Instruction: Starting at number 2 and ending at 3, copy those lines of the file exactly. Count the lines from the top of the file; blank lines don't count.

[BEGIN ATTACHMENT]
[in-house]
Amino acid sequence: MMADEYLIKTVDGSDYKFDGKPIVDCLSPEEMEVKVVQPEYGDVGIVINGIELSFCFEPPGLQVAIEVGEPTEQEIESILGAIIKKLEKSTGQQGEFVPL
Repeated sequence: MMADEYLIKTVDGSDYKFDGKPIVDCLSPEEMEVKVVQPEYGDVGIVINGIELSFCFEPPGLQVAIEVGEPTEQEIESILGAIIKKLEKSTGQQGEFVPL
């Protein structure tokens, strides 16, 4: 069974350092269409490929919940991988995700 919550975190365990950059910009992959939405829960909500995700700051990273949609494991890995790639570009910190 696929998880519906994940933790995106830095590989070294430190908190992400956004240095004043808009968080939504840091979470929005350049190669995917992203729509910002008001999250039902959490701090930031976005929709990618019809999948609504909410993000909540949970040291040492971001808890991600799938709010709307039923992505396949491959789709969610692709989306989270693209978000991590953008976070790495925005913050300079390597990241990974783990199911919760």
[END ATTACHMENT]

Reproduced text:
Amino acid sequence: MMADEYLIKTVDGSDYKFDGKPIVDCLSPEEMEVKVVQPEYGDVGIVINGIELSFCFEPPGLQVAIEVGEPTEQEIESILGAIIKKLEKSTGQQGEFVPL
Repeated sequence: MMADEYLIKTVDGSDYKFDGKPIVDCLSPEEMEVKVVQPEYGDVGIVINGIELSFCFEPPGLQVAIEVGEPTEQEIESILGAIIKKLEKSTGQQGEFVPL